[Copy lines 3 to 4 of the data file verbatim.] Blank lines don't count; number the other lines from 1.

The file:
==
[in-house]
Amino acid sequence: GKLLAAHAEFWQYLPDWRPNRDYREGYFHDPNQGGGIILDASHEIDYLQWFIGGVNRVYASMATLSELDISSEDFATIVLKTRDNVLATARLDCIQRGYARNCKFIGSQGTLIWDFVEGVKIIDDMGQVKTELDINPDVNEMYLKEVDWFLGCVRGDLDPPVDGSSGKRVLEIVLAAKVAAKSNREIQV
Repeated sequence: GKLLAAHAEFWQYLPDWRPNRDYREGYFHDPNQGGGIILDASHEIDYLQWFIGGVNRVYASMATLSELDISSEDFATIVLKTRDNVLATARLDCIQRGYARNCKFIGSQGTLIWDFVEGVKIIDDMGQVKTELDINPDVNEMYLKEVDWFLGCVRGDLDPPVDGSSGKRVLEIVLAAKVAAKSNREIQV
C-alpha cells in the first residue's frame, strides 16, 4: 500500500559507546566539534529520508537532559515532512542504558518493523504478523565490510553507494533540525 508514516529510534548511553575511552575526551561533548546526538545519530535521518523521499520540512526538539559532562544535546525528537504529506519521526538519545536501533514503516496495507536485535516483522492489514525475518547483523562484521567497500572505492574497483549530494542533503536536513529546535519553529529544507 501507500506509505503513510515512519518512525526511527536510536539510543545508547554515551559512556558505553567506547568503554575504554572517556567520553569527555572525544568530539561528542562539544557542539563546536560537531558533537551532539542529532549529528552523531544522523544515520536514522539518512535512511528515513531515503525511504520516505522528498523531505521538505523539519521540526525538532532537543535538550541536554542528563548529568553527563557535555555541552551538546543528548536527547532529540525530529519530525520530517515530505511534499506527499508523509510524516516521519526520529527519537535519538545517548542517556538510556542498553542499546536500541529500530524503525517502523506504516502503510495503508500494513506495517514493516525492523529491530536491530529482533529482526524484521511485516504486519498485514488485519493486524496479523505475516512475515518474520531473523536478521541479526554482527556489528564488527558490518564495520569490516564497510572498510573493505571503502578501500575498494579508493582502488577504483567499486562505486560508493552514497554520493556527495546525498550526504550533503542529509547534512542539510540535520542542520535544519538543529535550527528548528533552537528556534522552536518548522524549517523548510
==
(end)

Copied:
Repeated sequence: GKLLAAHAEFWQYLPDWRPNRDYREGYFHDPNQGGGIILDASHEIDYLQWFIGGVNRVYASMATLSELDISSEDFATIVLKTRDNVLATARLDCIQRGYARNCKFIGSQGTLIWDFVEGVKIIDDMGQVKTELDINPDVNEMYLKEVDWFLGCVRGDLDPPVDGSSGKRVLEIVLAAKVAAKSNREIQV
C-alpha cells in the first residue's frame, strides 16, 4: 500500500559507546566539534529520508537532559515532512542504558518493523504478523565490510553507494533540525 508514516529510534548511553575511552575526551561533548546526538545519530535521518523521499520540512526538539559532562544535546525528537504529506519521526538519545536501533514503516496495507536485535516483522492489514525475518547483523562484521567497500572505492574497483549530494542533503536536513529546535519553529529544507 501507500506509505503513510515512519518512525526511527536510536539510543545508547554515551559512556558505553567506547568503554575504554572517556567520553569527555572525544568530539561528542562539544557542539563546536560537531558533537551532539542529532549529528552523531544522523544515520536514522539518512535512511528515513531515503525511504520516505522528498523531505521538505523539519521540526525538532532537543535538550541536554542528563548529568553527563557535555555541552551538546543528548536527547532529540525530529519530525520530517515530505511534499506527499508523509510524516516521519526520529527519537535519538545517548542517556538510556542498553542499546536500541529500530524503525517502523506504516502503510495503508500494513506495517514493516525492523529491530536491530529482533529482526524484521511485516504486519498485514488485519493486524496479523505475516512475515518474520531473523536478521541479526554482527556489528564488527558490518564495520569490516564497510572498510573493505571503502578501500575498494579508493582502488577504483567499486562505486560508493552514497554520493556527495546525498550526504550533503542529509547534512542539510540535520542542520535544519538543529535550527528548528533552537528556534522552536518548522524549517523548510